Gulf rulers had tried to persuade the Wilson Government to remain in Arabia. In May 1967 Saudi Arabia’s King Faisal had asked the Labour Prime Minister to keep British troops in Aden, believing that all Arabian hereditary rulers would otherwise be vulnerable to Egyptian-inspired Arab nationalism. The Kuwaiti emir promised to discreetly meet the cost of retaining the British presence in the Gulf (1), and thus retain the valued UK commitment to the Al-Sabah family’s defence. Publicly it was a different story. Kuwait politically exploited the UK’s decision as an opportunity to, paradoxically, assert both its Arabness and its sovereign independence, while various southern Gulf entities would for the first time enjoy the trappings of statehood. In advance of 1971, HMG diplomats had encouraged the Arab southern Gulf coastal sheikdoms to form a federation (2) that would cooperate with UK-friendly Kuwait and Oman and, most importantly, Saudi Arabia.
In 1968, the Wilson Government was unable to take proper account of the strategic vacuum it was creating, which the Shah of Iran would try to exploit to the Gulf Arabs’ disadvantage in the wake of Egypt’s political and military defeat by Israel in June 1967. After 1971 both Conservative and Labour Governments would compound the problem by arming Iran alongside US promotion of the Shah as an ostensible Gulf policeman in the wake of Vietnam having curtailed US global ambitions. Following the 1978/9 Iranian Revolution and the outbreak of the 1980s Iran-Iraq war, the UK began to aggressively arm the Gulf Arab states, a trend that expanded following the British role in the US-led coalition that removed Iraq from Kuwait in 1991. The legacy of the 1991 Gulf War was that Britain effectively re-signed the defence commitments to the small Gulf Arab sheikdoms that it tore up in 1968. (In contrast, Britain’s commitment to Oman had never really lapsed, while the UK has never had a formal defence commitment to Saudi Arabia).
In 1971 the extent of the military real estate that Britain actually abandoned in the Gulf was a naval base in Bahrain (given to the Americans) and an air base in Sharjah (given to the newly-formed UAE). However, these were symbols of a corresponding formal UK commitment to defend the Gulf rulers. Cutting that commitment meant that Kuwait, and the three countries whose independent creation directly flowed from Wilson’s decision – the UAE, Bahrain and Qatar – were from 1971 responsible for their own defence. Since 1991, the UK (like the US and France) has periodically signed formal commitments to defend these countries (and Oman), and the RAF has had access rights to several local bases.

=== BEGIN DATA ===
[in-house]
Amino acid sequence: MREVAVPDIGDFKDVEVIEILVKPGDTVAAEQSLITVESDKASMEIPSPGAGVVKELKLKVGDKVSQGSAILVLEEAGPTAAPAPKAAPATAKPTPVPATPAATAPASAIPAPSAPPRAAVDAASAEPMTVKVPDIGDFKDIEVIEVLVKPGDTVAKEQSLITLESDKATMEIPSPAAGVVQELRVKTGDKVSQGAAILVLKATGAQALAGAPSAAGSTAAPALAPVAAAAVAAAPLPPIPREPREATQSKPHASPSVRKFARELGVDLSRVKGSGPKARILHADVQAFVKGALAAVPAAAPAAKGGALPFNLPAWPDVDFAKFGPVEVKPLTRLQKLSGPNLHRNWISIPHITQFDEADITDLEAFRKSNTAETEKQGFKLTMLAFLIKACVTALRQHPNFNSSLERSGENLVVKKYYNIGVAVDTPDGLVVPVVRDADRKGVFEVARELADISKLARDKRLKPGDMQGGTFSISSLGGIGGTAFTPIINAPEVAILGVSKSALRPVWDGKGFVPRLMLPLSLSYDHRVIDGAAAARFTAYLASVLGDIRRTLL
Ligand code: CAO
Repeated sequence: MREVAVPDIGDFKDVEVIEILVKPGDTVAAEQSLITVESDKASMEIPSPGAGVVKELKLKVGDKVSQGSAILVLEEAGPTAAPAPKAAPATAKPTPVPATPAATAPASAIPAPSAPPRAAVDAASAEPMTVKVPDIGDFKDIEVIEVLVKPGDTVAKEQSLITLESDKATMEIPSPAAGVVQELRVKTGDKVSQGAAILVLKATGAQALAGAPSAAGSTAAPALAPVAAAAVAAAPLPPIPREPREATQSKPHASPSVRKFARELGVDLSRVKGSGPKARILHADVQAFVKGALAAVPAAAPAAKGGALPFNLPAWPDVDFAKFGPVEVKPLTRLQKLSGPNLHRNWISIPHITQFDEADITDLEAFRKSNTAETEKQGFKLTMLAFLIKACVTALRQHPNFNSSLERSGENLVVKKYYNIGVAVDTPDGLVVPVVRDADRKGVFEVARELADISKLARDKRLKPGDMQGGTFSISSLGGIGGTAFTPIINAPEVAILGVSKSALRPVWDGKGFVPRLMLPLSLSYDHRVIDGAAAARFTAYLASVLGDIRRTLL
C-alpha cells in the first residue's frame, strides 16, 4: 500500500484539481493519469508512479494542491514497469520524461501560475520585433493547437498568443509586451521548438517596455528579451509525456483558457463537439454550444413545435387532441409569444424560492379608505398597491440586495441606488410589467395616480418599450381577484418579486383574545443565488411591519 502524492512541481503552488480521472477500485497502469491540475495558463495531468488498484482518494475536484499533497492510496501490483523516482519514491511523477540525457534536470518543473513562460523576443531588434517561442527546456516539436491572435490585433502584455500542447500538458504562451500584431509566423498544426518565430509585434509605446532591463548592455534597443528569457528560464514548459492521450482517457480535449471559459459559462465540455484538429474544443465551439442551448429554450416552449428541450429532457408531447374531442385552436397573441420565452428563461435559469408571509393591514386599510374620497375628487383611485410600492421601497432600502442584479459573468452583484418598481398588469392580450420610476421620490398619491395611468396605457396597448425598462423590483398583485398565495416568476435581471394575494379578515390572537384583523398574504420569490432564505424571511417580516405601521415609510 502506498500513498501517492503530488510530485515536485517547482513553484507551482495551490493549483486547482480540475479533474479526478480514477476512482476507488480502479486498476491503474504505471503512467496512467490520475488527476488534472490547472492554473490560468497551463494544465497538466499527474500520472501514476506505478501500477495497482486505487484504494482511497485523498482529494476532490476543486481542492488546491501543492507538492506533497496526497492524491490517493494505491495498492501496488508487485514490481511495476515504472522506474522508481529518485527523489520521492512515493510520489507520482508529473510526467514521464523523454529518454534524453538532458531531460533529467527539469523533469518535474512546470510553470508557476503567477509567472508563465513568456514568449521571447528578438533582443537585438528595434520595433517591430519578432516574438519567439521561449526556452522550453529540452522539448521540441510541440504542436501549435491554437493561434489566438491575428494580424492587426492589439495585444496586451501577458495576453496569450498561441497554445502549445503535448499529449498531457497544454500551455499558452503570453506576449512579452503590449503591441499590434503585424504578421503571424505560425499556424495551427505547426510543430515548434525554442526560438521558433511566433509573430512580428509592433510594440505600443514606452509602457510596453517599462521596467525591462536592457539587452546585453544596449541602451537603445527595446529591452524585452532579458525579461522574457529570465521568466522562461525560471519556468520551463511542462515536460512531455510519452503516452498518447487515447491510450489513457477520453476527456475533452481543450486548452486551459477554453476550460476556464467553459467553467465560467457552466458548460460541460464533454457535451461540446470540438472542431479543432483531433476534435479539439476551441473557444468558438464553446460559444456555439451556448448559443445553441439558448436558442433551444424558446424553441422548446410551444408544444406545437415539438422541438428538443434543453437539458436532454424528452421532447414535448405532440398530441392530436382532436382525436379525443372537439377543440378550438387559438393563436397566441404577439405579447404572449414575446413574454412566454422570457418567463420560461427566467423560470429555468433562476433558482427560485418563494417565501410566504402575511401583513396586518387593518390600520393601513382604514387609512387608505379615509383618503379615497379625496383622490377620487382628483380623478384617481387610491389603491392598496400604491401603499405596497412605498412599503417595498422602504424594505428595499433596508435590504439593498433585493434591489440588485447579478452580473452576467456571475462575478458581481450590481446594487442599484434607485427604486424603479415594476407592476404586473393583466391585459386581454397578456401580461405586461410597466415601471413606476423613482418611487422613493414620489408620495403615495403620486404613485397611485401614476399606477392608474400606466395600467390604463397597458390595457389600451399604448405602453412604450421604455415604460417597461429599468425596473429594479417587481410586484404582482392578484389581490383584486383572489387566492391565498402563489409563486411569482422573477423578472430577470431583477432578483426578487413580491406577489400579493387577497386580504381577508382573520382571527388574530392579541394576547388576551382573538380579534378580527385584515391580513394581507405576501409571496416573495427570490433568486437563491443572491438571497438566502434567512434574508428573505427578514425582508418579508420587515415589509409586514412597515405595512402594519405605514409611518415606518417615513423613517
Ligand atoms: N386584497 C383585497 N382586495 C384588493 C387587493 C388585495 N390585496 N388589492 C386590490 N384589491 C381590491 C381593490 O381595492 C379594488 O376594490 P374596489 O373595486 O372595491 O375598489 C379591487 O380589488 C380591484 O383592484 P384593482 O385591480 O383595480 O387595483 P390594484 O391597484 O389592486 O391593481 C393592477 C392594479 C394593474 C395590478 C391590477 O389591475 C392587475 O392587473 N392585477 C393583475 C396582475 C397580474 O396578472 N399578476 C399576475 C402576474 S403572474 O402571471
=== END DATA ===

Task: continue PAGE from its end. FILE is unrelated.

Returning East of Suez
The current Conservative Government, eager to project a global UK role post-Brexit, sees little problem in what it trumpets as its return ‘East of Suez’ i.e. to eastern Arabia. An expanded British role in Gulf Arab security was a policy objective of the Cameron-led Governments. Since the Brexit decision, Prime Minister Theresa May and her defence ministers have very publicly asserted that Britain is back in the Gulf and that this is intrinsic to UK national security. This is strongly welcomed by Gulf rulers as a welcome reassurance at a time when the US, since Obama, has been wanting a less frontline role in regional security.
In practical terms this has meant that, since 2018, the British navy once again has a facility in Bahrain; an Anglo-Omani naval base is being constructed in Duqm on the Arabian Sea specifically to accommodate a new British aircraft carrier, while a joint training base housing British troops is about to open there; and a planned, albeit modest, British army base in Kuwait only awaits the Emir’s sign-off. In addition, the Emiratis host a British airwing at the Minhad base in Dubai and have invited Britain to station more uniformed personnel there (3). British or jointly-controlled military facilities on the Arabian Peninsula will place the UK front and central should periodic tensions with Iran escalate. Such physical statements of UK defence commitments are primarily intended as a deterrent against threats to Britain’s Gulf allies. Any extended UK military action in their support would necessarily involve far greater deployments of British troops and arms, aided, if not dependent on, US support, and possibly in cooperation with the French who have a naval base in Abu Dhabi.
A half-century ago the Labour Government called time on frontline British exposure in the Gulf. In a very different climate today, Britain is seemingly even more, as the old adage has it, ‘in search of a role’ than it was under Wilson’s Government following ‘the loss of Empire’. The contemporary role the Conservative Government has re-opened for Britain in the Gulf may run considerably greater risks than Wilson’s historical closure.
(1) See pages 195-196, Partrick, Neil, ‘Kuwait’s foreign policy (1961-1977): Non-alignment, ideology and the pursuit of security’, http://etheses.lse.ac.uk/3164/
(2) In the event, seven of them formed the United Arab Emirates (UAE), and Bahrain and Qatar opted to be separate states.
(3) See p. 333, Partrick, Neil, Saudi Arabian Foreign Policy: Conflict and Cooperation (IB Tauris, London, 2018).
Dr. Neil Partrick is a freelance Middle East consultant
(Images: Wikimedia Commons)